Movie Review – Glass Onion: A Knives Out Mystery

Principal Cast : Daniel Craig, Edward Norton, Janelle Monae, Kate Hudson, Kathryn Hahn, Leslie Odom Jr, Dave Bautista, Jessica Henwick, Madelyn Cline, Noah Segan, Jackie Hoffman, Dallas Roberts.
Synopsis: Benoit Blanc finds himself on a luxury private island with a group of people all with a motive to murder an eccentric tech billionaire.


After single-handedly resurrecting the dormant murder mystery subgenre with 2019’s eclectic success, Knives Out, director Rian Johnson struck one of the most astonishing creative deals in Hollywood history; streaming platform Netflix bought the rights to the next two films in the franchise for.. get this, nearly half a billion dollars. This deal did not include the production budgets of either in the two-film bargain. Glass Onion (subtitled A Knives Out Mystery in most of the promotional materials) sees a returning Daniel Craig as master detective Benoit Blanc, supported by yet another sublime cast of actors in gleefully fun roles, in what is rapidly turning into must-see filmmaking that delights in simply being delightful.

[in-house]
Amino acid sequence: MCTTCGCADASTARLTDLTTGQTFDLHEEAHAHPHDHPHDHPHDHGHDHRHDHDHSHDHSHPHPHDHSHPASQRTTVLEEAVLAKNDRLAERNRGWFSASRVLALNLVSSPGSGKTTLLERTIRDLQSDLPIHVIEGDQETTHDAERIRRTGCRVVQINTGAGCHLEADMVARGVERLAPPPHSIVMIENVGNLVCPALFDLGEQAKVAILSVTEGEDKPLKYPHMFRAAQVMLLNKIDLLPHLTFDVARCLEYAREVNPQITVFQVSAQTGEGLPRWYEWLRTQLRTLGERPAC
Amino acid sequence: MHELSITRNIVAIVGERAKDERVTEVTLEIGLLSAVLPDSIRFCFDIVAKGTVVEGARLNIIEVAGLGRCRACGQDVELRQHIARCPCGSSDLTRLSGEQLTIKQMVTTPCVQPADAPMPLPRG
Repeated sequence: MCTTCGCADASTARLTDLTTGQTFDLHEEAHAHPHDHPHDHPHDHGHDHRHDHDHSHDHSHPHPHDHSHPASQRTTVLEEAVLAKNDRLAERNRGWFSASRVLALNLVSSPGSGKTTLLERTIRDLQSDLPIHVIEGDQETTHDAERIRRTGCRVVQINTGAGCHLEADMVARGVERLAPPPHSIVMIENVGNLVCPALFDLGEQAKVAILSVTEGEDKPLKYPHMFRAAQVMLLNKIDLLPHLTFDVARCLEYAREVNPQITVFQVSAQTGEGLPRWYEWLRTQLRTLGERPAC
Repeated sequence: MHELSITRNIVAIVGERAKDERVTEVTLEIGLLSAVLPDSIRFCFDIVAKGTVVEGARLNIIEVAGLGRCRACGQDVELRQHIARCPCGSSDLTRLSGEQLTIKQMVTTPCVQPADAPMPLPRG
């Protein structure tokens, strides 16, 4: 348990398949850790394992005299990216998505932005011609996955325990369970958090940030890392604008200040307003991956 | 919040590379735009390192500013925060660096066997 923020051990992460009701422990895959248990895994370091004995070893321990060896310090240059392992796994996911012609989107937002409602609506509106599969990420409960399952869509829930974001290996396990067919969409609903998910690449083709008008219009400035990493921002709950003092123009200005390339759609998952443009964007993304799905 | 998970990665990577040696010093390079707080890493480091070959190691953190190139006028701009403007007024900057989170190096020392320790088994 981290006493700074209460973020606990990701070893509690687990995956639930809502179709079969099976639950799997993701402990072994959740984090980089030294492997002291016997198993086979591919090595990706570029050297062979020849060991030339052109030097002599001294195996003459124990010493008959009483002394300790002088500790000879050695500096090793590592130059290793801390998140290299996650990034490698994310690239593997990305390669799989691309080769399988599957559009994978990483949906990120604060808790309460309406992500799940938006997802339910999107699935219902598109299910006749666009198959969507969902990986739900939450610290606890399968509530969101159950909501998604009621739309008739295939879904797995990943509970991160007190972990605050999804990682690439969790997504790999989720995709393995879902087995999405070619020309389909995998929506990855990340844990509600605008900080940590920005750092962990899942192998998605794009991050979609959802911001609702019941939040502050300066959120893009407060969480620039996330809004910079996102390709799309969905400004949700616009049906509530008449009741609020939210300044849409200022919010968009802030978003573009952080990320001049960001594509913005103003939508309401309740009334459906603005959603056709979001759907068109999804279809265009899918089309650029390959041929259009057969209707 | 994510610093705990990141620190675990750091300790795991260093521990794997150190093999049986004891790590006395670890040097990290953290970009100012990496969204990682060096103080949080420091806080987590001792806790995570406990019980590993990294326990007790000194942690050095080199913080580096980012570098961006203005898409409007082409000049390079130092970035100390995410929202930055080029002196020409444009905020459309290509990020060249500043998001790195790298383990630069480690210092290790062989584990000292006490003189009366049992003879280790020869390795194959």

After receiving a mysterious puzzle box from eccentric billionaire Miles Bron (Edward Norton), a group of his friends and associates travel to an exclusive isolated island for a murder mystery weekend. They include Connecticut Governor Claire Debella (Kathryn Hahn), socialite Birdie Jay (Kate Hudson), online gaming personality Duke Cody (Dave Bautista) and his sexy young girlfriend Whiskey (Madelyn Cline), scientist Lionel Toussaint (Leslie Odom Jr) and Miles’ estranged former business partner Andi Brand (Janelle Monae), all of whom have strained ties to the tech guru and obvious Elon Musk analogy. Also arriving on the island is detective Benoit Blanc (Daniel Craig), who starts to piece together the “murder mystery” before having to unravel the clues to a real-life murder once the party starts to sour.